Differences in First and Multi-Year Sea Ice Melt Signatures and Impacts on the Local Ecosystem during Spring in Fram Strait

Elizabeth Bailey1, Till J.W. Wagner1, Mattias Rolf Cape2, Andrew Castagno1, Sara Rivero-Calle1, Alexa H Alipour3, Catharina Alves-de-Souza1 and Robert York3, (1)University of North Carolina at Wilmington, Wilmington, NC, United States, (2)University of Washington Seattle Campus, School of Oceanography, Seattle, CA, United States, (3)University of North Carolina at Wilmington, Wilmington, United States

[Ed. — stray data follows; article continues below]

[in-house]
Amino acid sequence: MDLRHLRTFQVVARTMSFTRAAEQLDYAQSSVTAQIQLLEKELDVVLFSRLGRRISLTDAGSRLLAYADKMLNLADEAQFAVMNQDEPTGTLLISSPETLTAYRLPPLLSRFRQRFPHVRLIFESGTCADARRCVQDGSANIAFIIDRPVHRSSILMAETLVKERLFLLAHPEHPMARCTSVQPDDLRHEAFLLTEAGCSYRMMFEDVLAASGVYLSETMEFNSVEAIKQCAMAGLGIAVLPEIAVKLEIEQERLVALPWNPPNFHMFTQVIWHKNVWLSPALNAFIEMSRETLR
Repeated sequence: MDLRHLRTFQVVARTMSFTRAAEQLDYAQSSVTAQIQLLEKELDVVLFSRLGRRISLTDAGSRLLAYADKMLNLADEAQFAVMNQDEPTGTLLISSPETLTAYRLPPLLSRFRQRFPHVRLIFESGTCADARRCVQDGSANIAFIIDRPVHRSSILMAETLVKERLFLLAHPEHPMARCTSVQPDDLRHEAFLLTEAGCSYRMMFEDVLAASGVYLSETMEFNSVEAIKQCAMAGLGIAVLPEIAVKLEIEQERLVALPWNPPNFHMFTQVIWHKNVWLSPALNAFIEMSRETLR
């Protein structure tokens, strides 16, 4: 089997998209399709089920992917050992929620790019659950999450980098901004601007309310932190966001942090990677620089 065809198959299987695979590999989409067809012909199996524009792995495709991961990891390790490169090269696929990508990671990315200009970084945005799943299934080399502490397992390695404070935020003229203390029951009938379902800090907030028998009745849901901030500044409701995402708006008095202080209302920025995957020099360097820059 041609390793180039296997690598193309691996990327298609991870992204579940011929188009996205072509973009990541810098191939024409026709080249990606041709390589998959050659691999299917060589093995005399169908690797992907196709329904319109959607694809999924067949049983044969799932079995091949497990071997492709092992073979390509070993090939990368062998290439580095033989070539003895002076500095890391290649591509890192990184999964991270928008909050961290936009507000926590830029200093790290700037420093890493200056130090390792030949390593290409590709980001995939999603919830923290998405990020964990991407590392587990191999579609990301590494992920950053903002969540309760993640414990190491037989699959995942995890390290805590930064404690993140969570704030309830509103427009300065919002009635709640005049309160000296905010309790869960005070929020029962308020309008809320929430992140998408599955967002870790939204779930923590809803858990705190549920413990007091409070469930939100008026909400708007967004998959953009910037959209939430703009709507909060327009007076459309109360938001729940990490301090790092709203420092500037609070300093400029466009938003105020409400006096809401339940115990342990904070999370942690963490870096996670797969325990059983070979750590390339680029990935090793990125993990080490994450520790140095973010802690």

The majority of sea ice export from the Arctic Ocean occurs through Fram Strait. In spring, the ice that is pushed south here by surface winds and ocean currents contains both first-year ice from the central Arctic and the Eurasian shelf waters, and multi-year ice which predominantly originates north of Greenland. The different types of sea ice are marked by different thickness (and thereby translucency), brine content, and concentrations of ice algae and dissolved nutrients. Here, we aim to quantify some of these differences and their impact on the local water column and ecosystem. We do so by analyzing ice core samples of both multi-year and first-year ice cores collected during an oceanographic cruise in May 2019. We compare these data to local oceanographic and ecosystem parameters, derived both from in situ measurements (such as CTD casts through the ice and next to it, as well as fluorescence, dissolved oxygen, and surface water pigment and trace metal measurements) and from satellite observations. Our results are a step toward understanding how the melt of different types of sea ice impact the local ecosystem in Fram Strait in general, and spring phytoplankton blooms in particular.